Consider MN 72.
“But Master Gotama, when a mendicant’s mind is freed like this, where are they reborn?”
“‘They’re reborn’ doesn’t apply, Vaccha.”
“Well then, are they not reborn?”
“‘They’re not reborn’ doesn’t apply, Vaccha.”
“Well then, are they both reborn and not reborn?”
“‘They’re both reborn and not reborn’ doesn’t apply, Vaccha.”
“Well then, are they neither reborn nor not reborn?”
“‘They’re neither reborn nor not reborn’ doesn’t apply, Vaccha.”
If we are solely the aggregates, the Buddha could’ve easily told Vacchagotta that a Realized One is not reborn since “any form, feeling, perception, fabrication, or consciousness by which a Realized One might be described has been cut off at the root, made like a palm stump, obliterated, and unable to arise in the future.”
And yet, the Buddha says that ‘a Realized One is not reborn’ doesn’t apply.
To say that we are just the aggregates seems like a contradiction to what the Buddha was saying.
For some time, I was quite perplexed at the Buddha’s rejection of every scenario proposed by Vacchagotta. I didn’t make any sense! Every logical option had been exhausted – it had to be one of the four.
But then it occurred to me that perhaps the Buddha wasn’t engaging in logic at all. In fact, he basically said as much:
… this principle is deep, hard to see, hard to understand, peaceful, sublime, beyond the scope of logic, subtle, comprehensible to the astute.
He goes on to compare the death of a Realized One to a fire going out after consuming all its fuel and says that “a Realized One is freed from reckoning in terms of form, feeling, perceptions, fabrications, and consciousness. They’re deep, immeasurable, and hard to fathom, like the ocean.”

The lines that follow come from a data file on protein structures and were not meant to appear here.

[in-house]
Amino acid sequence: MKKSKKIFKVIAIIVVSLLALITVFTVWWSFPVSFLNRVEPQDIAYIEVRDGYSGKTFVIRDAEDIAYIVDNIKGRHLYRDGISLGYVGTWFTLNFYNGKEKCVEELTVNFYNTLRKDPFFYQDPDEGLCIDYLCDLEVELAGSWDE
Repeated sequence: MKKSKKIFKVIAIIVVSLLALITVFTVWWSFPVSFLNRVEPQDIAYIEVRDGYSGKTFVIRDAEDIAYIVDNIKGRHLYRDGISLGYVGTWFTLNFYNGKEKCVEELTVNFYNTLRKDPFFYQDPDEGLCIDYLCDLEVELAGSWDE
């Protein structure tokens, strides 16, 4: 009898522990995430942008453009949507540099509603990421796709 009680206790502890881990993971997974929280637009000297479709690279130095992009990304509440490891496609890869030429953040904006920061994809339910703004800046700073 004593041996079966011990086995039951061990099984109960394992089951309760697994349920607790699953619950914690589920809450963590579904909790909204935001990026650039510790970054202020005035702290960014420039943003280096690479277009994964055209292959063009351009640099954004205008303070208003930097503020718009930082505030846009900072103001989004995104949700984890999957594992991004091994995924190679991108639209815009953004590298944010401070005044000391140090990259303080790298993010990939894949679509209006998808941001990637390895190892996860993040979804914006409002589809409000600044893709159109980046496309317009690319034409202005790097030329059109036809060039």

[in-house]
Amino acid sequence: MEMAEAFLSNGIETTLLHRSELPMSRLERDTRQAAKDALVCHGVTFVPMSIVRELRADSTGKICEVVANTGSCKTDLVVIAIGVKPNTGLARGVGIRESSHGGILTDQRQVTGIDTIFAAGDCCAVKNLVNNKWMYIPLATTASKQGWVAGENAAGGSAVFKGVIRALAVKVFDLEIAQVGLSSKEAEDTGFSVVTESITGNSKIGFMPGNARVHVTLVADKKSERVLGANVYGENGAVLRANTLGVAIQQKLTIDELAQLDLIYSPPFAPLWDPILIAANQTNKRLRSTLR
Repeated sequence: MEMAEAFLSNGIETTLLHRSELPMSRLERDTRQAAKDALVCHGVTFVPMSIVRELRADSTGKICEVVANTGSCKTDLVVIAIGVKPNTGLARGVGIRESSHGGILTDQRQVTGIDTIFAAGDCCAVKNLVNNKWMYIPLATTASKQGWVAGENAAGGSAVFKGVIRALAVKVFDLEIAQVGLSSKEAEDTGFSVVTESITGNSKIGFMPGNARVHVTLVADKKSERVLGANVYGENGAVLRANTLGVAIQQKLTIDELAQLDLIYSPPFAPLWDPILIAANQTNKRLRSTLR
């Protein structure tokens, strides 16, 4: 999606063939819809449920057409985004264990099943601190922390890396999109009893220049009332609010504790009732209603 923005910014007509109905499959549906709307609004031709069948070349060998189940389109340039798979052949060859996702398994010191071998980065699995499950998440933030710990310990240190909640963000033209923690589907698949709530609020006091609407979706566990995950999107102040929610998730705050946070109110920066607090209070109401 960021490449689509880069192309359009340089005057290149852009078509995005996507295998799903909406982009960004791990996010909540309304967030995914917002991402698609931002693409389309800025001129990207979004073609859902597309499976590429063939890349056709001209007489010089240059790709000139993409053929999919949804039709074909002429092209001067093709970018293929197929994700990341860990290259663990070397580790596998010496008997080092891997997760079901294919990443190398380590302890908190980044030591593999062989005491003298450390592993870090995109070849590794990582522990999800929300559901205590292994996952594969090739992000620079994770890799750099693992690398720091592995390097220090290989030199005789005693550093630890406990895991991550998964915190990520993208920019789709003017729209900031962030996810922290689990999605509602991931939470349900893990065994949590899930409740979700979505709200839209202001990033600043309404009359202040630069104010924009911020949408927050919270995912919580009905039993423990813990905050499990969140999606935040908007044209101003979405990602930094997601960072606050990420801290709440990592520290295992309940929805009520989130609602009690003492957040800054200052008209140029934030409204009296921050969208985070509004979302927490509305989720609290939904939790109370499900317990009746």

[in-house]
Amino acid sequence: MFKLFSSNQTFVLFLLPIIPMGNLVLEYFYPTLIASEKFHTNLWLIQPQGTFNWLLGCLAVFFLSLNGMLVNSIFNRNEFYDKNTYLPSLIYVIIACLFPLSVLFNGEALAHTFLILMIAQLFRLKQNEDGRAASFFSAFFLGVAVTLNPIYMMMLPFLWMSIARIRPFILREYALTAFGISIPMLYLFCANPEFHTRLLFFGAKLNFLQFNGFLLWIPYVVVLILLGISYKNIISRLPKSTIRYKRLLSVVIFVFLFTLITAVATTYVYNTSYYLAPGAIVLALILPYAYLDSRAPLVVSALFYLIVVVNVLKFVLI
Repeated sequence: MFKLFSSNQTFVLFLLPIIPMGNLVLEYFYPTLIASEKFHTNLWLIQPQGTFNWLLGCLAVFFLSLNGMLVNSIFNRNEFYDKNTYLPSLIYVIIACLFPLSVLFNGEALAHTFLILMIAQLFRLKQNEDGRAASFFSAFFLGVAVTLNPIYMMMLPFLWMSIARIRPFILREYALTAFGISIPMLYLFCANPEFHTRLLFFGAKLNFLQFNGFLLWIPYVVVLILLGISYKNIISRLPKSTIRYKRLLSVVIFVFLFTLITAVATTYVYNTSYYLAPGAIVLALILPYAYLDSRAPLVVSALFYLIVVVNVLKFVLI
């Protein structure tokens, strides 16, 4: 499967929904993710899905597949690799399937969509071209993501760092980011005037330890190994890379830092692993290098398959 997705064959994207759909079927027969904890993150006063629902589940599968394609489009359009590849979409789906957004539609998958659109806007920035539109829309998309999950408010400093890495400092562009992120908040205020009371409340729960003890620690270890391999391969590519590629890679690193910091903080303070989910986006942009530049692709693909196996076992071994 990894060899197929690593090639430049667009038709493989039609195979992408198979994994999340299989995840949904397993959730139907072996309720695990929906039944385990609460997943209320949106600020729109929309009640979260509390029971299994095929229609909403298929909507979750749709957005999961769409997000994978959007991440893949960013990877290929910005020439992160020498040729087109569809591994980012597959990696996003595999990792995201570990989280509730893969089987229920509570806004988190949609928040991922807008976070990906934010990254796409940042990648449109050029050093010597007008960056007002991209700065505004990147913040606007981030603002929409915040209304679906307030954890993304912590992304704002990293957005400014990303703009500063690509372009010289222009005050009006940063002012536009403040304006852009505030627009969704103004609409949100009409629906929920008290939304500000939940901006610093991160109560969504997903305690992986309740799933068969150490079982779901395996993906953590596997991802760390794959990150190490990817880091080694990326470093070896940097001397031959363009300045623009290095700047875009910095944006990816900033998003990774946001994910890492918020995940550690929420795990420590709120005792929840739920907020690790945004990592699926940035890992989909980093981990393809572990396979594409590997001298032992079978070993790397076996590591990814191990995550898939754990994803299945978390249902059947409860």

‘Reckoning’ is an interesting word here because if you look up the definition, it means to calculate or estimate, which lines up nicely with the description of a Realized One as “deep, immeasurable, hard to fathom, like the ocean.” So, a Realized One is freed from measurements against the 5 aggregates.
See SN 23.2
Some may be inclined to say that annihilation would also lead to freedom from reckoning in terms of the aggregates because you can’t measure nothing. But allow me to point out that the Buddha compared a Realized One to an actual thing – the ocean. The ocean may be immeasurable, but it is definitely there.
It seems that just as someone would become frustrated in trying to describe something outside “the All”, so too a Realized One cannot be described (and thus logically comprehended).
See SN 35.23
One final point to consider… at the end of this sutta, directly after hearing about the freedom of a Realized One from such limits, Vacchagotta becomes excited. Would annihilation create this kind of joy in a person? Whatever “clicked” for Vacchagotta led to happiness.